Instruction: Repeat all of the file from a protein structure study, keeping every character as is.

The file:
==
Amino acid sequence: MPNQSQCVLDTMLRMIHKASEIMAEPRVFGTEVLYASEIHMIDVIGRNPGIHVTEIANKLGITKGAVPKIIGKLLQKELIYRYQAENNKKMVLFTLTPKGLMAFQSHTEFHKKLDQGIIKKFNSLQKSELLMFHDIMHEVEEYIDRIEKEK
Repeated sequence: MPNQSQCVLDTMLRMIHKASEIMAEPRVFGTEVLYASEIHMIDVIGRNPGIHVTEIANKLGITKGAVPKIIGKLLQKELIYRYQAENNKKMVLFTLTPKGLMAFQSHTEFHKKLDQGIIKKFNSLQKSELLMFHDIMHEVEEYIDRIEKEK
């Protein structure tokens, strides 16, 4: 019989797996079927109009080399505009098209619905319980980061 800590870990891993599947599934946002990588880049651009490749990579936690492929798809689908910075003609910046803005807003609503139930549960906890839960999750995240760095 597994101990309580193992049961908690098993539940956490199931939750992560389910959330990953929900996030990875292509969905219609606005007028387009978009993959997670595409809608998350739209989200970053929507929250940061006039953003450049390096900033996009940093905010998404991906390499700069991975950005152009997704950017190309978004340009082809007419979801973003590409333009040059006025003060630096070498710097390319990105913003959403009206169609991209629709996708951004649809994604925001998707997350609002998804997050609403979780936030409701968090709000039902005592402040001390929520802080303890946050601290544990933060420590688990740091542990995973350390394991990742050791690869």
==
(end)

Amino acid sequence: MPNQSQCVLDTMLRMIHKASEIMAEPRVFGTEVLYASEIHMIDVIGRNPGIHVTEIANKLGITKGAVPKIIGKLLQKELIYRYQAENNKKMVLFTLTPKGLMAFQSHTEFHKKLDQGIIKKFNSLQKSELLMFHDIMHEVEEYIDRIEKEK
Repeated sequence: MPNQSQCVLDTMLRMIHKASEIMAEPRVFGTEVLYASEIHMIDVIGRNPGIHVTEIANKLGITKGAVPKIIGKLLQKELIYRYQAENNKKMVLFTLTPKGLMAFQSHTEFHKKLDQGIIKKFNSLQKSELLMFHDIMHEVEEYIDRIEKEK
């Protein structure tokens, strides 16, 4: 019989797996079927109009080399505009098209619905319980980061 800590870990891993599947599934946002990588880049651009490749990579936690492929798809689908910075003609910046803005807003609503139930549960906890839960999750995240760095 597994101990309580193992049961908690098993539940956490199931939750992560389910959330990953929900996030990875292509969905219609606005007028387009978009993959997670595409809608998350739209989200970053929507929250940061006039953003450049390096900033996009940093905010998404991906390499700069991975950005152009997704950017190309978004340009082809007419979801973003590409333009040059006025003060630096070498710097390319990105913003959403009206169609991209629709996708951004649809994604925001998707997350609002998804997050609403979780936030409701968090709000039902005592402040001390929520802080303890946050601290544990933060420590688990740091542990995973350390394991990742050791690869």